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News / Business / Clark County Business

Clark County industries continue to add jobs

Report: Employment gains outperform state and Portland metro area

By Sarah Wolf, Columbian staff writer
Published: October 24, 2023, 5:17pm

Over the past 12 months, most Clark County industries have added jobs, according to the latest report for September. But not all. Corporate offices have seen a decline in numbers in the past year.

The latest employment report from consulting economist Scott Bailey showed that the county added jobs last month, though at a slower rate than in previous months.

“Labor markets in Southwest Washington continued to look good,” Bailey said in a report analyzing the latest Washington Employment Security Department jobs data.

Corporate offices

Since September 2022, the county’s industries have largely seen employment numbers rise.

Arts, entertainment and recreation; business services; real estate, rental and leasing; private education services; local government; accommodation and food services; professional services; health care and social assistance; construction, mining and logging all have seen faster than average growth.

The only industry that has lost jobs since last year was corporate offices, which includes jobs based at corporate and regional headquarters.

Other services; state government; federal government; information services; K-12 public education; transportation services; finance and insurance; wholesale trade; retail trade and manufacturing added jobs at or below the average.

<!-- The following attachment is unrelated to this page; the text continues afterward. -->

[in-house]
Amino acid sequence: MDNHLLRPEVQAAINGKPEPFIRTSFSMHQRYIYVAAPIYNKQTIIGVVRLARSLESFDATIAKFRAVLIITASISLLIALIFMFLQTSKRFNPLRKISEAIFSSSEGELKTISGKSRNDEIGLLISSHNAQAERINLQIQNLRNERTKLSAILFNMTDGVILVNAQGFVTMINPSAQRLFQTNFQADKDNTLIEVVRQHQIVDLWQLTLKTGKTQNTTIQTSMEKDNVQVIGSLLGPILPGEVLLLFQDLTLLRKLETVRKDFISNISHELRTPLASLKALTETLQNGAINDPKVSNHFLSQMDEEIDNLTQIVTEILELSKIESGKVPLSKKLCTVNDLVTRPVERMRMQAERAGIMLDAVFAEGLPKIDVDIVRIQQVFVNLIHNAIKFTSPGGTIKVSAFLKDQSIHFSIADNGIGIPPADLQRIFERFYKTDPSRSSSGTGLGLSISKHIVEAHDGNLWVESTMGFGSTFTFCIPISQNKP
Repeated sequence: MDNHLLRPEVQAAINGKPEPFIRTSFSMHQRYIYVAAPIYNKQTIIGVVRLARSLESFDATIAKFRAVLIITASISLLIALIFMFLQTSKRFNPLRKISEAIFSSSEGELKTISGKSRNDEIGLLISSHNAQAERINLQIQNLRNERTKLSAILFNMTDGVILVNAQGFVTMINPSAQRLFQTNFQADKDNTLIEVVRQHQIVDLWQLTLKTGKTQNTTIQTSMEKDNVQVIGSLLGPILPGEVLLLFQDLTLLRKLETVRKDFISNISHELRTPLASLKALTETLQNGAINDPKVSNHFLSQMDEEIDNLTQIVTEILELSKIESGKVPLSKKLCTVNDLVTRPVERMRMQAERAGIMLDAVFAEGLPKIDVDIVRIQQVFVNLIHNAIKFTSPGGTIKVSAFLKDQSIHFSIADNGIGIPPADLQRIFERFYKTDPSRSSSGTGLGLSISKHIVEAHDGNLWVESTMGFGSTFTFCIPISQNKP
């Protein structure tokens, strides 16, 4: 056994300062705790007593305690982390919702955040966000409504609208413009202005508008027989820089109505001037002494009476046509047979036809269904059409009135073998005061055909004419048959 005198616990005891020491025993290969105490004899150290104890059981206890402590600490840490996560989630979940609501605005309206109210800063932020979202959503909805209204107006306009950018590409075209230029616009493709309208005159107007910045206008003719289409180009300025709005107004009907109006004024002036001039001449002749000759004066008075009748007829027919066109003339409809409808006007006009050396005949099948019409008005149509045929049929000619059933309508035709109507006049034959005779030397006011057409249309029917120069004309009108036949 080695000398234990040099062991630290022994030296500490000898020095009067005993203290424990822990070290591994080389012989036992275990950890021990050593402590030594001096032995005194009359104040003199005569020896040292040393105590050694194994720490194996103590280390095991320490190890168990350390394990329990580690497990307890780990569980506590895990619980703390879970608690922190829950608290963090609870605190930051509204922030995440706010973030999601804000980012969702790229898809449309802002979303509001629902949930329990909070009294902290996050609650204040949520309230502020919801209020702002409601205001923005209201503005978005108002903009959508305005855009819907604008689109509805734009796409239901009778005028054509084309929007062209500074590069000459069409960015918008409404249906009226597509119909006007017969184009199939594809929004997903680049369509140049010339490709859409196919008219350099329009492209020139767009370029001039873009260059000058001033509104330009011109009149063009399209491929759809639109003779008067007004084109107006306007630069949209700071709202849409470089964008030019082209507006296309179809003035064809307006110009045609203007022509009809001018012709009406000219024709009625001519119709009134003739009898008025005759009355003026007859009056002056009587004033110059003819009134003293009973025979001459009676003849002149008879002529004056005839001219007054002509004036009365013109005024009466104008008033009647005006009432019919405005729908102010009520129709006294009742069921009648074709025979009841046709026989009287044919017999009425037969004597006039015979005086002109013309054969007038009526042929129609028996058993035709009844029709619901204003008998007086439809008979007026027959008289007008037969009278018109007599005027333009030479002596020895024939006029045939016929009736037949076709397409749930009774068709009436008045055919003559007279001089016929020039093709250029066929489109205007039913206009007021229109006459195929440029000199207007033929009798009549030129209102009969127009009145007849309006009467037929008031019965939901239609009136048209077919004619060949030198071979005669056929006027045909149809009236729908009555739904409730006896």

The fact that corporate offices have seen job losses isn’t a total shock. A number of businesses headquartered in the county announced layoffs or relocations in the past year. ZoomInfo laid off 120 employees companywide, while Absci laid off 30. PeaceHealth laid off 99 people from its Shared Service Center and many others across its network. Nautilus laid off 15 percent of its employees in February and Fisher Investments moved its headquarters from Camas in March.

September numbers

The county added 200 jobs in September on a seasonally adjusted basis, Bailey said. The annual start-of-school-year employment boom drove the county’s unadjusted employment up 1,300 jobs. About 189,500 people were working in the county last month.

Besides the surge in education-related jobs, professional services and arts, entertainment and recreation also saw employment increases. Professional services added 300 positions, while arts, entertainment and recreation added 200.

“Other changes at the industry level were small,” Bailey said.

The county continues to see employment gains since the pandemic, having added 17,200 net jobs since February 2020. The 10.1 percent increase surpassed the gains made nationwide, statewide, in Oregon, in the Portland metro area and in the Seattle area. According to Bailey, it also surpassed every other labor market in the state.

“Every sector has fully recovered,” Bailey said.

The county’s unemployment rate was about 3.6 percent in September, down from the 4.4 percent it was in September of last year. According to Bailey, it was the lowest unemployment rate for a September since 1997.